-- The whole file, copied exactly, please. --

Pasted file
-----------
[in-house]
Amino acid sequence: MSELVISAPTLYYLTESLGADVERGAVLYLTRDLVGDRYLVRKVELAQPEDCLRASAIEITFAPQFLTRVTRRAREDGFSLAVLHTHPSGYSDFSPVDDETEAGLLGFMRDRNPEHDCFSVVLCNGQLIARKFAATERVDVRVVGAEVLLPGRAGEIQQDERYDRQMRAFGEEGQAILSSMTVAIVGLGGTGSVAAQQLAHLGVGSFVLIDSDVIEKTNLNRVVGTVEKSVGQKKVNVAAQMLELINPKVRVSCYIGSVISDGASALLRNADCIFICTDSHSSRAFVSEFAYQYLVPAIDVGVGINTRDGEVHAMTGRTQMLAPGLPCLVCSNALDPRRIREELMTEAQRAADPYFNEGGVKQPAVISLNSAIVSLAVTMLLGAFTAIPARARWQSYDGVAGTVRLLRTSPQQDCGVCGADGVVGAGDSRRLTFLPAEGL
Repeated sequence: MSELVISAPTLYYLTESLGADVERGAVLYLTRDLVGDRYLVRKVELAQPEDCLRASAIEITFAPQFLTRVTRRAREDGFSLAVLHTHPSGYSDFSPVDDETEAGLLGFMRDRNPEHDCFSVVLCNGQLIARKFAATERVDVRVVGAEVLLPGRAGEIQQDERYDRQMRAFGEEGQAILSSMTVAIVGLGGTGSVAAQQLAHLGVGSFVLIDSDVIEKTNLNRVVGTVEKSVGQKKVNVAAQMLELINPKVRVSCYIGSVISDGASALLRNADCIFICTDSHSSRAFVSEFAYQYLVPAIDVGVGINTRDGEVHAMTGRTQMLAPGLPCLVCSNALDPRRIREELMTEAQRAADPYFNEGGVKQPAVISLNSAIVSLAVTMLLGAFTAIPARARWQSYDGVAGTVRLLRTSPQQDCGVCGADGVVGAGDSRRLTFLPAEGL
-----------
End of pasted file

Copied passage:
[in-house]
Amino acid sequence: MSELVISAPTLYYLTESLGADVERGAVLYLTRDLVGDRYLVRKVELAQPEDCLRASAIEITFAPQFLTRVTRRAREDGFSLAVLHTHPSGYSDFSPVDDETEAGLLGFMRDRNPEHDCFSVVLCNGQLIARKFAATERVDVRVVGAEVLLPGRAGEIQQDERYDRQMRAFGEEGQAILSSMTVAIVGLGGTGSVAAQQLAHLGVGSFVLIDSDVIEKTNLNRVVGTVEKSVGQKKVNVAAQMLELINPKVRVSCYIGSVISDGASALLRNADCIFICTDSHSSRAFVSEFAYQYLVPAIDVGVGINTRDGEVHAMTGRTQMLAPGLPCLVCSNALDPRRIREELMTEAQRAADPYFNEGGVKQPAVISLNSAIVSLAVTMLLGAFTAIPARARWQSYDGVAGTVRLLRTSPQQDCGVCGADGVVGAGDSRRLTFLPAEGL
Repeated sequence: MSELVISAPTLYYLTESLGADVERGAVLYLTRDLVGDRYLVRKVELAQPEDCLRASAIEITFAPQFLTRVTRRAREDGFSLAVLHTHPSGYSDFSPVDDETEAGLLGFMRDRNPEHDCFSVVLCNGQLIARKFAATERVDVRVVGAEVLLPGRAGEIQQDERYDRQMRAFGEEGQAILSSMTVAIVGLGGTGSVAAQQLAHLGVGSFVLIDSDVIEKTNLNRVVGTVEKSVGQKKVNVAAQMLELINPKVRVSCYIGSVISDGASALLRNADCIFICTDSHSSRAFVSEFAYQYLVPAIDVGVGINTRDGEVHAMTGRTQMLAPGLPCLVCSNALDPRRIREELMTEAQRAADPYFNEGGVKQPAVISLNSAIVSLAVTMLLGAFTAIPARARWQSYDGVAGTVRLLRTSPQQDCGVCGADGVVGAGDSRRLTFLPAEGL